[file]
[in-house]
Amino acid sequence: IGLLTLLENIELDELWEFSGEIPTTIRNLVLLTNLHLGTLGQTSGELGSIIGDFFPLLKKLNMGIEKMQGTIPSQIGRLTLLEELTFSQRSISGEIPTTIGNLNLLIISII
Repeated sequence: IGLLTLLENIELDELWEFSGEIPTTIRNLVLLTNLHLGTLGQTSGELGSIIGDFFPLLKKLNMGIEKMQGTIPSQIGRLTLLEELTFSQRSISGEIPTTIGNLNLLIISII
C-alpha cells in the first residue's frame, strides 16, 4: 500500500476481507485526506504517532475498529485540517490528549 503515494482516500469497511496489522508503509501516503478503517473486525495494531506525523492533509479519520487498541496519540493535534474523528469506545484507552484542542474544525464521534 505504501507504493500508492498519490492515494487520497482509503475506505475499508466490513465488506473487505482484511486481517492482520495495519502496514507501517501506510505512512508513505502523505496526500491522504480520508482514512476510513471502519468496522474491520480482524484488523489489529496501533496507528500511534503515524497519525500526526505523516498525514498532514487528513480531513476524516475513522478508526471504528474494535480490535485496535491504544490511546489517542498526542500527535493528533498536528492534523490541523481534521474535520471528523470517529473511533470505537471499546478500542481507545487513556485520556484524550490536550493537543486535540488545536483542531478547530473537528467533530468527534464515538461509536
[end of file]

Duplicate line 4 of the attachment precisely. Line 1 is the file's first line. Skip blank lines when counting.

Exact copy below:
C-alpha cells in the first residue's frame, strides 16, 4: 500500500476481507485526506504517532475498529485540517490528549 503515494482516500469497511496489522508503509501516503478503517473486525495494531506525523492533509479519520487498541496519540493535534474523528469506545484507552484542542474544525464521534 505504501507504493500508492498519490492515494487520497482509503475506505475499508466490513465488506473487505482484511486481517492482520495495519502496514507501517501506510505512512508513505502523505496526500491522504480520508482514512476510513471502519468496522474491520480482524484488523489489529496501533496507528500511534503515524497519525500526526505523516498525514498532514487528513480531513476524516475513522478508526471504528474494535480490535485496535491504544490511546489517542498526542500527535493528533498536528492534523490541523481534521474535520471528523470517529473511533470505537471499546478500542481507545487513556485520556484524550490536550493537543486535540488545536483542531478547530473537528467533530468527534464515538461509536